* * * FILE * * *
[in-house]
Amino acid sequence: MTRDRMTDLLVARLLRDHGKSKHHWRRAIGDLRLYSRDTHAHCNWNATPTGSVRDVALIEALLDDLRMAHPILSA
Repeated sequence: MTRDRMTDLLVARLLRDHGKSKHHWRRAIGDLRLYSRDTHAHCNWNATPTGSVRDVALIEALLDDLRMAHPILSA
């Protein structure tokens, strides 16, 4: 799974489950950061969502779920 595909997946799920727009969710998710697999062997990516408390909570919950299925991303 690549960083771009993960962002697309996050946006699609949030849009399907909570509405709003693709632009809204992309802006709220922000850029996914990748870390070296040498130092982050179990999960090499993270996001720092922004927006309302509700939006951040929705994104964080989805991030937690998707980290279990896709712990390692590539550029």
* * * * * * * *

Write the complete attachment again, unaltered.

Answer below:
[in-house]
Amino acid sequence: MTRDRMTDLLVARLLRDHGKSKHHWRRAIGDLRLYSRDTHAHCNWNATPTGSVRDVALIEALLDDLRMAHPILSA
Repeated sequence: MTRDRMTDLLVARLLRDHGKSKHHWRRAIGDLRLYSRDTHAHCNWNATPTGSVRDVALIEALLDDLRMAHPILSA
């Protein structure tokens, strides 16, 4: 799974489950950061969502779920 595909997946799920727009969710998710697999062997990516408390909570919950299925991303 690549960083771009993960962002697309996050946006699609949030849009399907909570509405709003693709632009809204992309802006709220922000850029996914990748870390070296040498130092982050179990999960090499993270996001720092922004927006309302509700939006951040929705994104964080989805991030937690998707980290279990896709712990390692590539550029």